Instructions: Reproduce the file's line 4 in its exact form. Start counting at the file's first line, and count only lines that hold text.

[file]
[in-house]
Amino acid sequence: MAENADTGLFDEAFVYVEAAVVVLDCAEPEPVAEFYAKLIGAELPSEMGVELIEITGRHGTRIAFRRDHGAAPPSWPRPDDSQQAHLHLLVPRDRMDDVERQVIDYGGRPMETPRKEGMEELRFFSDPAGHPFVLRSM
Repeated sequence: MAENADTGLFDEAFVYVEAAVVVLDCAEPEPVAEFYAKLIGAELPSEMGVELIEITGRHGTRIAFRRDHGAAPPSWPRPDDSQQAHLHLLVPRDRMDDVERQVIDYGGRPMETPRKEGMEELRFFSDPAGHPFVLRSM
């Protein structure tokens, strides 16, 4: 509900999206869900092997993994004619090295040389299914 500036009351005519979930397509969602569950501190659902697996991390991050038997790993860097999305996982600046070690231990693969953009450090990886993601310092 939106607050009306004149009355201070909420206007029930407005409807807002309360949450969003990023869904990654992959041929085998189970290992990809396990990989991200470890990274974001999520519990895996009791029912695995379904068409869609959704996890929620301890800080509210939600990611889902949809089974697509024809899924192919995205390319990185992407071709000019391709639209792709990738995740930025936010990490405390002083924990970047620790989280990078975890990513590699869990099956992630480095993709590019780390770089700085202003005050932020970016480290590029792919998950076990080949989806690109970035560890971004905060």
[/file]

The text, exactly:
């Protein structure tokens, strides 16, 4: 509900999206869900092997993994004619090295040389299914 500036009351005519979930397509969602569950501190659902697996991390991050038997790993860097999305996982600046070690231990693969953009450090990886993601310092 939106607050009306004149009355201070909420206007029930407005409807807002309360949450969003990023869904990654992959041929085998189970290992990809396990990989991200470890990274974001999520519990895996009791029912695995379904068409869609959704996890929620301890800080509210939600990611889902949809089974697509024809899924192919995205390319990185992407071709000019391709639209792709990738995740930025936010990490405390002083924990970047620790989280990078975890990513590699869990099956992630480095993709590019780390770089700085202003005050932020970016480290590029792919998950076990080949989806690109970035560890971004905060």